The Board of Governors of the Federal Reserve System (Federal Reserve) has proposed a new rating system for large financial institutions (LFIs). This proposal is intended to more closely align the Federal Reserve’s supervisory rating system with its supervisory program for LFIs.
LFIs are (i) bank holding companies and non-insurance, non-commercial savings and loan holding companies with $50 billion or more in total consolidated assets and (ii) U.S. intermediate holding companies of foreign banking organizations established under Regulation YY. Holding companies supervised by the Federal Reserve that are not LFIs would remain subject to the current RFI/C(D) rating system.
The proposed new system would be rolled out, and LFIs informed of their ratings, in 2018. Comments are due 60 days after the proposal is published in the Federal Register.
The key features of the proposed LFI rating system are:
- LFIs would be rated on three components:
- Capital planning and positions – this would assess (1) the effectiveness of a firm’s capital governance and planning processes and (2) the sufficiency of a firm’s capital positions to comply with applicable regulatory requirements. For CCAR firms, the results of the firm’s CCAR process would be a material part of this component.
- Liquidity risk management and positions – this would assess (1) the effectiveness of a firm’s liquidity governance and risk management processes and (2) the sufficiency of a firm’s liquidity positions to comply with applicable regulatory requirements;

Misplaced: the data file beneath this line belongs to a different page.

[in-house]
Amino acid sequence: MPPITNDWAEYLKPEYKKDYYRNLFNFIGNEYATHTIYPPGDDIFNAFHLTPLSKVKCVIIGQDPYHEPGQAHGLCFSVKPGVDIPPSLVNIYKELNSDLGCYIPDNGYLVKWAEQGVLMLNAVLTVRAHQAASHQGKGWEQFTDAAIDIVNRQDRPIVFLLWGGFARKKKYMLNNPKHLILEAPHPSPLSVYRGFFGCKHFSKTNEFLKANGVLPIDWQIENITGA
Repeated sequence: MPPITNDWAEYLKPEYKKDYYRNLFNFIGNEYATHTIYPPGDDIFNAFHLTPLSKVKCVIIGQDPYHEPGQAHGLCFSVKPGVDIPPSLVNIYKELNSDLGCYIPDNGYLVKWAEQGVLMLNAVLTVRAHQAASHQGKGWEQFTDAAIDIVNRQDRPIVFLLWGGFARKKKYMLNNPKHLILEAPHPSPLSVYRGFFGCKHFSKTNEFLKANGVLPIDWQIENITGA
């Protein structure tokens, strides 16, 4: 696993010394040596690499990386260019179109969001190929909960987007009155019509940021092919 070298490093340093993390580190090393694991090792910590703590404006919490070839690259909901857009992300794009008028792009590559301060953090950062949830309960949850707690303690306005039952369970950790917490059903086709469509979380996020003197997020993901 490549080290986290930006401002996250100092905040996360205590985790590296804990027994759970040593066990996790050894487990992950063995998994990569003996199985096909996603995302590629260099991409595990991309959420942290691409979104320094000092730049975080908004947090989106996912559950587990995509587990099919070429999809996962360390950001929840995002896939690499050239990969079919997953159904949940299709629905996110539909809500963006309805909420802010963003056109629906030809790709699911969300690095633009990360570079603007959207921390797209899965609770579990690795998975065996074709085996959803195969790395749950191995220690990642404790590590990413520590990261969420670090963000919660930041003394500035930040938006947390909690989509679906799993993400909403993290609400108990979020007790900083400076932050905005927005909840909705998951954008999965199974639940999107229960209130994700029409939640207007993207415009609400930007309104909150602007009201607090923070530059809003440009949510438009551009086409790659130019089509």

- Governance and controls – this would evaluate the effectiveness of:
- a firm’s board of directors and its committees, based for BHCs and SLHCs with $50 billion or more in total consolidated assets on board effectiveness guidance concurrently proposed by the Federal Reserve in its corporate governance proposal (please click here for our blog post on this proposed guidance),
- the management of a firm’s core business lines and independent risk management and controls, based on proposed guidance summarized by the Federal Reserve in this proposal and to be issued separately for comment in the near future, and
- recovery planning – this would apply only to domestic LISCC firms, which currently are the eight U.S. G-SIBs.
- For each component, institutions would be rated as “Satisfactory”, “Satisfactory Watch”, “Deficient-1” or “Deficient-2.” An LFI would need to be rated as Satisfactory or Satisfactory Watch on all three components to be considered “well managed.”
- Unlike other supervisory rating systems, the new LFI rating system would not assign a standalone composite rating.
- The Federal Reserve also indicated that it may propose to revise the LFI rating system in the future to add a component for the sufficiency of resolution planning efforts by LISCC firms and perhaps other select LFIs.
We will shortly publish a more detailed memo on this proposed new rating system as well as a detailed memo on the proposed corporate governance guidance.